Five Cool Things We Saw at the Winter Outdoor Retailer Trade Show
Shoes for the hard-core runner, inventive hydration systems and more
Last week Trail Runner traveled to Salt Lake City, Utah, for the Winter Outdoor Retailer trade show, where we scoped out the newest gear due to hit the markets soon. After three days of serious window shopping, we can attest that there are lots of exciting new products coming down the pipeline. Trail Runner will be testing and reviewing many of those products (stay tuned).
In the meantime, here’s a list of new gear we were most excited about.
1. Shoes with built-in gaiters
The idea of a running shoe with a built-in gaiter is not a new one (think Salomon Snow Cross and La Sportiva Crossover, with their full outer shell-gaiter combo). However, this year even more brands are jumping on board with the trend.
Scarpa’s Neutron G (available fall of 2017), features a waterproof, breathable Outdry upper that extends past the ankle into a full, contiguous gaiter. A waterproof zipper curves over the mid-foot and around the outside of the ankle, where it secures with a Velcro tab. With Vibram Icetrex grip on the outsole, this shoe is meant to shine in wet, wintery conditions.
For fall 2017, La Sportiva is expanding its offering of gaitered shoes, with the Uragano GTX, a waterproof shoe with a stretchy, sock-like mesh scree-guard that is attached to the top, outer edge of the shoe and slides over the foot (no zippers). The shoe is waterproof, though the gaiter is not, making the Uragano GTX a gateway between the brand’s non-gaitered waterproof running shoes and the more aggressive Crossover.
Fans of Under Armor’s Michelin tire-treaded shoes will be excited to learn that the new Fat Tire 2 and Fat Tire Ascent launch in Spring 2017. Both shoes have been updated with a Boa closure system, like that typically found on snowboard boots, while the Ascent model features a short, close-fitting, sock-like stretch gaiter attached to the inside of the shoe and extending to the ankle. The gaiter on the Fat Tire Ascent is shorter than the gaiter on the La Sportiva and Scarpa models.
2. Hand-held soft flasks
Runners who have avoided handheld bottles in the past will be excited to learn that several brands are coming out with lighter-weight and less cumbersome handheld soft flasks.
Camelbak’s new 500ml Quick Stow soft flasks come with four elastic bands that can be used in any orientation, giving you the freedom to wear the bottle in the most comfortable position. The soft flasks are also available in an insulated version.
Osprey’s take on the hand-held soft flask features a 250ml bottle and a more minimalist strap design that runs between the thumb and forefinger.
3. Heated foam rollers and massage balls
Your dreaded, oh-so-painful foam rolling session is about to get a lot more fun. This heated roller twists in half to fit into a conventional microwave.
The device is not actually made of foam, but rather a dense urethane, which the company claims won’t break down even after repeated rounds in the microwave. In our test on the floor of the convention hall, it felt similar to a hard foam roller, though the heat seemed to alleviate (or, at least, distract us from) some of the pain normally associated with rolling out.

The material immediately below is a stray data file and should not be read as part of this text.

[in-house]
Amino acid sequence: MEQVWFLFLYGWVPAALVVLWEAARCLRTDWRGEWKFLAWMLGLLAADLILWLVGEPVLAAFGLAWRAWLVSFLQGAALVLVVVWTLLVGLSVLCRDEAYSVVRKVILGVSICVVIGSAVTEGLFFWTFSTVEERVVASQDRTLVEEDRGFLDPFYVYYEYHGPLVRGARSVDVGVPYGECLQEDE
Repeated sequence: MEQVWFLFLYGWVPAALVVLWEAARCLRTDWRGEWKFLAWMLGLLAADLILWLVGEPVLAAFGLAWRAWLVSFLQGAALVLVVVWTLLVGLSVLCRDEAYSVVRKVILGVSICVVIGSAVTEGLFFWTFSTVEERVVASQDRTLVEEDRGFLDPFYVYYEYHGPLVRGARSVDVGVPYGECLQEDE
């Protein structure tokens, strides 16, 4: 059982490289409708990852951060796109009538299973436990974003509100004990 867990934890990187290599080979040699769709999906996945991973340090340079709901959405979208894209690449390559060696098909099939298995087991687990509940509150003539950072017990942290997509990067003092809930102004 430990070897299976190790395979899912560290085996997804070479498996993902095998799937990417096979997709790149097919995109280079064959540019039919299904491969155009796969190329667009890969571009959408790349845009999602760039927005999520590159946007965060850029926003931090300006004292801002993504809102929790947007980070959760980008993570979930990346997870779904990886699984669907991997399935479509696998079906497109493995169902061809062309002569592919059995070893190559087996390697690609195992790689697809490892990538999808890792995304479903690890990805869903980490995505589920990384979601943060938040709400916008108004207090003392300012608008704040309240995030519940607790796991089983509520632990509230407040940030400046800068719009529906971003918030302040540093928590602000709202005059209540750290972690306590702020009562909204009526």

After “cooking” for just 20 seconds, it stayed warm for the duration ofour impromptu 10-minute rollout session.Along with the “foam” roller, Moji will be coming out with a full line of heated self-massage balls and strap-on heating packs.
4. Minimalist waterproofing
Thanks to new technology from Gore-Tex, brands can now wear their waterproofing on their sleeves … literally. With Gore-Tex Shakedry technology, the waterproof membrane is actually the outer shell fabric. This, says the company, means no DWR-treated face fabric and no wetting-out after long-term exposure to rain or water. Shakedry jackets probably won’t be as durable as your traditional three-layer shell, but we’re excited to see what the new technology means for breathability. Several other companies, including Arc’Teryx, Dynafit, Mammut, The North Face and Under Armour, will soon be coming out with jackets in this material.
Merino-wool-apparel brand Ibex is releasing a new, waterproof shell made entirely from merino wool. How is that possible? We asked the same question.
The waterproof qualities come not from a chemical treatment or DWR finish, but from the fibers’ weave, which naturally sheds water. This means the jacket is made in a single layer, as opposed to the multi-layer construction of typical waterproof shells. It appears, however, that this doesn’t compromise on waterproofness: we spilled a glass of water over the jacket and it beaded up and ran off without wetting through at all.
5. Foam in unusual places
The struggle to make gear lighter is never ending. Lately, several brands have turned their attention to foam as a place to cut down on weight.
First up, we visited the Crescent Moon booth, where we checked out the first ever EVA-foam snowshoe. These snowshoes are made from the same dual-density foam found in most running shoes, with a section of harder, spiked plastic in the middle of the outsole, for increased traction. They’ll be available fall 2017.
Also for fall 2017, Salomon’s new Sense Ride shoe features Opal Technology, a foam that is, according to the company, approximately 50 percent lighter than traditional EVA foam, with higher resiliency for extra bounce. We can’t wait to put them to the test.
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